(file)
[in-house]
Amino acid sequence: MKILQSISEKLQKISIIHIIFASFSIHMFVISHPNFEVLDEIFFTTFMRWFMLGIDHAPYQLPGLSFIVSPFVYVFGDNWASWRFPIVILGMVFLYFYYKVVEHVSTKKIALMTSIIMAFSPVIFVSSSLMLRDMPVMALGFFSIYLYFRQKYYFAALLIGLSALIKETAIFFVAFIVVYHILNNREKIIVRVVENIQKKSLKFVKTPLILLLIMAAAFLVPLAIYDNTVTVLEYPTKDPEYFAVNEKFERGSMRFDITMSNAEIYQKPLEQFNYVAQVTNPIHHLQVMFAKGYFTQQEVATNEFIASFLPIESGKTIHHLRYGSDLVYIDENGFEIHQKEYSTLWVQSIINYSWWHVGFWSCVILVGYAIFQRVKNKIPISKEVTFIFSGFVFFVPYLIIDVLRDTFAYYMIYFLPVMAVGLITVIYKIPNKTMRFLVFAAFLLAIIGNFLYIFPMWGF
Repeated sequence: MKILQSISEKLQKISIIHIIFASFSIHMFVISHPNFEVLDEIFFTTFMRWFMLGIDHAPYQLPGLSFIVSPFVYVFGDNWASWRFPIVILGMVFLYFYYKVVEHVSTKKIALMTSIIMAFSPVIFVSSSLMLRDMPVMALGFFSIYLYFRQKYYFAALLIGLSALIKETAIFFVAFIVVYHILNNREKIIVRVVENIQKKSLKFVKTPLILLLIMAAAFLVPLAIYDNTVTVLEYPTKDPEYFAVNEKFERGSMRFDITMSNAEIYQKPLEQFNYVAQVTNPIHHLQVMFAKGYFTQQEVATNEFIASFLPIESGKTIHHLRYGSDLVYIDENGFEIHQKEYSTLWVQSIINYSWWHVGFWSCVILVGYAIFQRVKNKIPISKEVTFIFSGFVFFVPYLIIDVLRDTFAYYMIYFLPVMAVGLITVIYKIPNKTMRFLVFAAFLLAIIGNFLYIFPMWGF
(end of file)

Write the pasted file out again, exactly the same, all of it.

[in-house]
Amino acid sequence: MKILQSISEKLQKISIIHIIFASFSIHMFVISHPNFEVLDEIFFTTFMRWFMLGIDHAPYQLPGLSFIVSPFVYVFGDNWASWRFPIVILGMVFLYFYYKVVEHVSTKKIALMTSIIMAFSPVIFVSSSLMLRDMPVMALGFFSIYLYFRQKYYFAALLIGLSALIKETAIFFVAFIVVYHILNNREKIIVRVVENIQKKSLKFVKTPLILLLIMAAAFLVPLAIYDNTVTVLEYPTKDPEYFAVNEKFERGSMRFDITMSNAEIYQKPLEQFNYVAQVTNPIHHLQVMFAKGYFTQQEVATNEFIASFLPIESGKTIHHLRYGSDLVYIDENGFEIHQKEYSTLWVQSIINYSWWHVGFWSCVILVGYAIFQRVKNKIPISKEVTFIFSGFVFFVPYLIIDVLRDTFAYYMIYFLPVMAVGLITVIYKIPNKTMRFLVFAAFLLAIIGNFLYIFPMWGF
Repeated sequence: MKILQSISEKLQKISIIHIIFASFSIHMFVISHPNFEVLDEIFFTTFMRWFMLGIDHAPYQLPGLSFIVSPFVYVFGDNWASWRFPIVILGMVFLYFYYKVVEHVSTKKIALMTSIIMAFSPVIFVSSSLMLRDMPVMALGFFSIYLYFRQKYYFAALLIGLSALIKETAIFFVAFIVVYHILNNREKIIVRVVENIQKKSLKFVKTPLILLLIMAAAFLVPLAIYDNTVTVLEYPTKDPEYFAVNEKFERGSMRFDITMSNAEIYQKPLEQFNYVAQVTNPIHHLQVMFAKGYFTQQEVATNEFIASFLPIESGKTIHHLRYGSDLVYIDENGFEIHQKEYSTLWVQSIINYSWWHVGFWSCVILVGYAIFQRVKNKIPISKEVTFIFSGFVFFVPYLIIDVLRDTFAYYMIYFLPVMAVGLITVIYKIPNKTMRFLVFAAFLLAIIGNFLYIFPMWGF